Onsite: Hunting and Gathering at Gleneagles

PERTHSHIRE, SCOTLAND--Is it possible for a vegetarian to survive in the land of meat and potatoes, while also staying at a hotel known for its falconry hunts and recently established gun dog school? When I told people I was going to Scotland, those who know I haven't eaten meat in six years scoffed, "Good luck!" Surely there's more rabbit, lamb and haggis on every menu here than I've likely seen in my entire life, but that doesn't mean the country has turned a cold shoulder on its herbivore residents and tourists. In fact, they've even managed to come up with a vegetarian version of haggis (a Scottish dish similar to sausage), made of lentils and other beans. Edinburgh offers one of the more tasty vegetarian restaurants I've visited, David Bann, a trendy spot off the Royal Mile that certainly appeals to more then just vegetarians and vegans. Though you might not need a reservation, the restaurant on Monday night filled up pretty quickly, suggesting that it would be wise to call ahead on the weekends.

My next test was falconry lessons at Gleneagles Hotel, where I was staying, followed by gun dog training. Gleneagles may be known for its golf and superior service, but sports like falconry, horseback riding and gun dog training make up most of its slate of activities. Given that the property is pretty secluded, it would be impossible to get through a stay without partaking in at least one, and I highly recommend both falconry and gun dog training, so long as you don't mind getting a little dirty.

When William first introduced us to his collection of hawks and eagles, I thought I'd feed the birds some seeds and watch them do some tricks; I had no idea we'd actually take them into the surrounding fields of farmland to hunt rabbits. Though not quite as popular a sport in the U.S. as it is in Scotland and England, William tells me there are roughly 5,000 self-professed falconers in America.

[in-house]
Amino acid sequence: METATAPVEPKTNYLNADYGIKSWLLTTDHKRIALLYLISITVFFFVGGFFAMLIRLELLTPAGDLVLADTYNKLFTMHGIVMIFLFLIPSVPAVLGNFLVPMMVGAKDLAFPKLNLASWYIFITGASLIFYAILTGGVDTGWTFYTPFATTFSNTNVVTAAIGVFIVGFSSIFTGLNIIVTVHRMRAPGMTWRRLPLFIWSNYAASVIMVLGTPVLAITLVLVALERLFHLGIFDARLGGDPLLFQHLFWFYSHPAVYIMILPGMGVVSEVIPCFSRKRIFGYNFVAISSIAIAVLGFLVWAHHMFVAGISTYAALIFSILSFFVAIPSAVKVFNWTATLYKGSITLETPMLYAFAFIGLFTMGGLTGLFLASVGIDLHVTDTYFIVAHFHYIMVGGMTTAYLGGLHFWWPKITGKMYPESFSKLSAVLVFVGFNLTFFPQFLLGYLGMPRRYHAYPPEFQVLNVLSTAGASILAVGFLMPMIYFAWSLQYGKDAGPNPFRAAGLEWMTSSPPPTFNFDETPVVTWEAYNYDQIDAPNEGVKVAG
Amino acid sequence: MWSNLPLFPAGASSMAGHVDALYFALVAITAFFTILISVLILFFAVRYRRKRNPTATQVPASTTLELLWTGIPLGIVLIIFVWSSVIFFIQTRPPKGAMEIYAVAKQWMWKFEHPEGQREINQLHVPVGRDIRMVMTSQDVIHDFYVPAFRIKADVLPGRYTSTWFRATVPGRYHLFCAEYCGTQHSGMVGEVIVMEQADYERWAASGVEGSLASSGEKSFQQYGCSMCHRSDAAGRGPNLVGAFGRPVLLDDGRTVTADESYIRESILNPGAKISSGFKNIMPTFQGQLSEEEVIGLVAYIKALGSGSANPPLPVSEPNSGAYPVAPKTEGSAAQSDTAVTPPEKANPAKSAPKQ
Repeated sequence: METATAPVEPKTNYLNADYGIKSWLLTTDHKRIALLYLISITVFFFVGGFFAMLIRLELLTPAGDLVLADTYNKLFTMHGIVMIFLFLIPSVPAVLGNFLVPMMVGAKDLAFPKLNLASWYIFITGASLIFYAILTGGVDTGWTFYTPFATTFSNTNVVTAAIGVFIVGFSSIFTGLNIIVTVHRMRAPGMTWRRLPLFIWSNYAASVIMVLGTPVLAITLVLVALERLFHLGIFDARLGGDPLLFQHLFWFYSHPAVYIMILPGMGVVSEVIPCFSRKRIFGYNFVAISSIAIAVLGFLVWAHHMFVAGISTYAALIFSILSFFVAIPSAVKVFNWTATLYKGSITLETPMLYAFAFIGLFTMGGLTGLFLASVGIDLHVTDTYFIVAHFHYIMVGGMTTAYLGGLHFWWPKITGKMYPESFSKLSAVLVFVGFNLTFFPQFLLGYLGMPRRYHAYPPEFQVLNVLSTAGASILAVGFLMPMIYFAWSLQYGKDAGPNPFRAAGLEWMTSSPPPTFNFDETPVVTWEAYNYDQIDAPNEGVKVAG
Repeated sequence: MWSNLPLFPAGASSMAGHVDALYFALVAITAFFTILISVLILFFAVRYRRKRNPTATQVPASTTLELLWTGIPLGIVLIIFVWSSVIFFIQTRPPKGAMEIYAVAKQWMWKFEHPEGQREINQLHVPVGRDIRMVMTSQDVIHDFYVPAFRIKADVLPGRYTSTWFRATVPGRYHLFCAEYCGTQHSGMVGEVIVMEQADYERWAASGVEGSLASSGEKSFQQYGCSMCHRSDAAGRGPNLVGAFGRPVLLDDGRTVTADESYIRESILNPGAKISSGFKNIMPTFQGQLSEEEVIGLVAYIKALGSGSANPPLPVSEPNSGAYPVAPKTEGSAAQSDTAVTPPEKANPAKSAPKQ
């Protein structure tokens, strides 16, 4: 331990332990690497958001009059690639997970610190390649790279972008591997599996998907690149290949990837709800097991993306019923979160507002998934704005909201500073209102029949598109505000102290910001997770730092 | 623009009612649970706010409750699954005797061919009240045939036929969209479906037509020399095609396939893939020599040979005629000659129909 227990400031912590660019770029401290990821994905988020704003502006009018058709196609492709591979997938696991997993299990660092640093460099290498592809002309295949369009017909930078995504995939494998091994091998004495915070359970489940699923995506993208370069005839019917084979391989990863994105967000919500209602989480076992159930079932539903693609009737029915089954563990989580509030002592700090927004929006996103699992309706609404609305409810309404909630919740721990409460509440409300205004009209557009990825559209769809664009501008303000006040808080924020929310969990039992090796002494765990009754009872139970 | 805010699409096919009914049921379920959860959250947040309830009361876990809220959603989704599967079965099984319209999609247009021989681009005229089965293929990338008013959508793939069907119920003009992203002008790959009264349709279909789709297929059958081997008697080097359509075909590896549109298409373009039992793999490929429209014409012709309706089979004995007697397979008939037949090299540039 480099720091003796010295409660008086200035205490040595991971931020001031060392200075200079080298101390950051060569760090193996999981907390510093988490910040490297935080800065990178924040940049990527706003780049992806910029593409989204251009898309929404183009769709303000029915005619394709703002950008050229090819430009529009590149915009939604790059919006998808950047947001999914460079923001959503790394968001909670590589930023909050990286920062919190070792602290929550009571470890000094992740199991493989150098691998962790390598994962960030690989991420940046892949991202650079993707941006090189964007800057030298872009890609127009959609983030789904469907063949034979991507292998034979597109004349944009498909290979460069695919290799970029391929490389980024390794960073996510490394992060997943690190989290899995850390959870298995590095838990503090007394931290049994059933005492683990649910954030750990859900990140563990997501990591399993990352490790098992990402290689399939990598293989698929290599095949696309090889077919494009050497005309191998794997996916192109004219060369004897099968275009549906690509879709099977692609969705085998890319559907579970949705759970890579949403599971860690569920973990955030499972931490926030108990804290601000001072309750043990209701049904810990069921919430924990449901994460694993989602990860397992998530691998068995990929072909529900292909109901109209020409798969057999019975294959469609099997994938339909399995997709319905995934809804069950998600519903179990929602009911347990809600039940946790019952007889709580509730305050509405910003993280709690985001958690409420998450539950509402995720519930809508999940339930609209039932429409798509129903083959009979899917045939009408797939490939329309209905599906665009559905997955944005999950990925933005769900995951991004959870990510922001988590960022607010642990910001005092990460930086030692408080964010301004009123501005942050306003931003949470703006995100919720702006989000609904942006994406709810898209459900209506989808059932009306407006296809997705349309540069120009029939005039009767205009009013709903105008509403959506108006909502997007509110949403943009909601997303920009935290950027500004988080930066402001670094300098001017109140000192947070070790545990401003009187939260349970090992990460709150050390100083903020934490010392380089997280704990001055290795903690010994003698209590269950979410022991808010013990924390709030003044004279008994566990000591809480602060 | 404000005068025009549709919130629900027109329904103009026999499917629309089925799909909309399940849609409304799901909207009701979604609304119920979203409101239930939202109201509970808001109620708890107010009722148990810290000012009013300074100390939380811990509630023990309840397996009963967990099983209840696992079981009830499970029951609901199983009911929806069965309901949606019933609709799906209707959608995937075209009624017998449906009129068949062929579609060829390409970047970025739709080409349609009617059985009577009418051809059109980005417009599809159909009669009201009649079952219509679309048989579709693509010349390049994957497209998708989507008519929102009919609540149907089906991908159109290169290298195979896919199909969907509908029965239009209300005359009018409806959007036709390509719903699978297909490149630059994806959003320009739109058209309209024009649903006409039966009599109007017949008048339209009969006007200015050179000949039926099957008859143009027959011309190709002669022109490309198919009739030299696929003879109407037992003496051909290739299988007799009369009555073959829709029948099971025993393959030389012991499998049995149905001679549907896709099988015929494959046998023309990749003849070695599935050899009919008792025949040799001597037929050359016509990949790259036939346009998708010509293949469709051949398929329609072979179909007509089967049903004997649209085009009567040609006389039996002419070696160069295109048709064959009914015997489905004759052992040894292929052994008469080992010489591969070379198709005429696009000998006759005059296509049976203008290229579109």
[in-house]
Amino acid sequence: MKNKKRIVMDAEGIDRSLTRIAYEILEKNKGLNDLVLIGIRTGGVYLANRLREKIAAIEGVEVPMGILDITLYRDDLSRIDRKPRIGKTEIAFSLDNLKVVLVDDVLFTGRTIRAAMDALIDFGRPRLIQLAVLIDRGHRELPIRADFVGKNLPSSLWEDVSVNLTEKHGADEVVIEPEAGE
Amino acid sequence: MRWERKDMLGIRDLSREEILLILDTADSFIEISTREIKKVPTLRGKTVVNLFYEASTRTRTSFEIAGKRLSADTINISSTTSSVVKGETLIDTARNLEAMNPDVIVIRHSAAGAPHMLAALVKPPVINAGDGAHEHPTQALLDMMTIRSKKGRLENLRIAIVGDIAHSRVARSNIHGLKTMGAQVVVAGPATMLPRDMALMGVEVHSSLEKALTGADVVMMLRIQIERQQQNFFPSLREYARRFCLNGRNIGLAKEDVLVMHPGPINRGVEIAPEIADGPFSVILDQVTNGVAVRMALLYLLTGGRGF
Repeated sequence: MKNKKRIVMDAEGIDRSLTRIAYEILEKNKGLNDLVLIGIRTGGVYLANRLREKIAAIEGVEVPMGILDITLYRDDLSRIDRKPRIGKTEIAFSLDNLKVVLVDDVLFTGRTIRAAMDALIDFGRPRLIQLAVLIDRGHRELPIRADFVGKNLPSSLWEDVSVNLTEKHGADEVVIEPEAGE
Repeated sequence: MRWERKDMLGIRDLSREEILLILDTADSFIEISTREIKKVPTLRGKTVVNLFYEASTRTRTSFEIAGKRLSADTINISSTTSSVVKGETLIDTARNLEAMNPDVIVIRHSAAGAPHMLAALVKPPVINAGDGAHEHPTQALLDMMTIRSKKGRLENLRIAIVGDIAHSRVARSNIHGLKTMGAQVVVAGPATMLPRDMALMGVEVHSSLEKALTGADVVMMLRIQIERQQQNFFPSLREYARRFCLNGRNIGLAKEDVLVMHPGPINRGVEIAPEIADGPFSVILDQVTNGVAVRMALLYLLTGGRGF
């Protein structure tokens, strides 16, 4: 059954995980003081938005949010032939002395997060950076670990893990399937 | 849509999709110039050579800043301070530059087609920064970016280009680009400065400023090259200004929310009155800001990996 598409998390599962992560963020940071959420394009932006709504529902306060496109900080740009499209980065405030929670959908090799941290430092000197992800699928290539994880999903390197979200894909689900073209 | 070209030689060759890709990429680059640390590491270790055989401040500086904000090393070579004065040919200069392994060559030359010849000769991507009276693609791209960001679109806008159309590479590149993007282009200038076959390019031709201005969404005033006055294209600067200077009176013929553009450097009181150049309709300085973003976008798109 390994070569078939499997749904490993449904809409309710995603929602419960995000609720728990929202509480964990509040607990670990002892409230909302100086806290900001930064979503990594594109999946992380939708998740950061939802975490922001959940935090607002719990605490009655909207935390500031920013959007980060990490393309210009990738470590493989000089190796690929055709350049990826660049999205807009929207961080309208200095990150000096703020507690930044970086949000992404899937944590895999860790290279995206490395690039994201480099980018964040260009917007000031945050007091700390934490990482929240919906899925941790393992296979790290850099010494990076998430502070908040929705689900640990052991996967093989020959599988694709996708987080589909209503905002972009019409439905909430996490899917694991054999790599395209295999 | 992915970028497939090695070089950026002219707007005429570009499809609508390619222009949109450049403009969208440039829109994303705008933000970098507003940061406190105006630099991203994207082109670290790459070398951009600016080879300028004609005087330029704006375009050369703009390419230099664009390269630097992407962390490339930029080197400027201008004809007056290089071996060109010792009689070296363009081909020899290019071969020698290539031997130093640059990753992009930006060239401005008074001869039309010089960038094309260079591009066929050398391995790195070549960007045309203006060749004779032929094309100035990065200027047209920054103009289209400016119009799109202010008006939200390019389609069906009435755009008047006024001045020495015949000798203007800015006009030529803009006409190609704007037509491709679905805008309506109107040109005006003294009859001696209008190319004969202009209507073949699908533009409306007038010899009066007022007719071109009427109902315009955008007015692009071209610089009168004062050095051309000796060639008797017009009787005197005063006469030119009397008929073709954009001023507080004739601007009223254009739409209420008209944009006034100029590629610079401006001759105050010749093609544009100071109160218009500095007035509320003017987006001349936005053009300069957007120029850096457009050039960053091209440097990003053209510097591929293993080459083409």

On the three-hour trek, our birds of prey, Saunders and Victor, were 50/50, netting two kills out of four attempts. It wasn't as heart-wrenching as I thought it would be--after all, I wasn't the one killing the rabbit, I was merely following the bird that did. William was careful to make sure the animal didn't suffer, discreetly ensuring the rabbit was dead and not just in shock before he disposed of it. (The deceased are later taken to a nearby rehabilitation center to serve as food for wounded wild animals, so at least it's not all for sport.) In truth, it's the chase that's thrilling, but you'd be mistaken if you thought I looked hard to spot rabbits for these hawks to swoop down on and kill.

Surprisingly, I still had an appetite after the falconry, so we headed to lunch, only to resume our animal education once again by training Labrador retrievers to catch fallen prey--thankfully using toys made to look like pheasants and rabbits.

Having grown up with dogs and now being residents of New York City with small apartments and no yards, my travel companion and I were in terrible dog withdrawal, and may have been more excited to be out playing with dogs than they were to be out of the kennel and playing with us. Here too the animals are well cared for and the trainer delicate yet stern with the more rambunctious animals. Gleneagles' gun dog school has been open only since March, and the trainer tells me the sport has been slow to catch on among guests but has been picking up. Indeed, the lessons we did attracted a crowd with cameras.

The trainer also tells me that once the 11 dogs, which are between three and four years old, become too old or are injured, and therefore no longer are as spry, they will be found good homes, rather than dispensed to a shelter. I've already signed up to have Debbie, a three-year-old black lab who nuzzles your leg for attention, shipped to me when the time comes. (JM)


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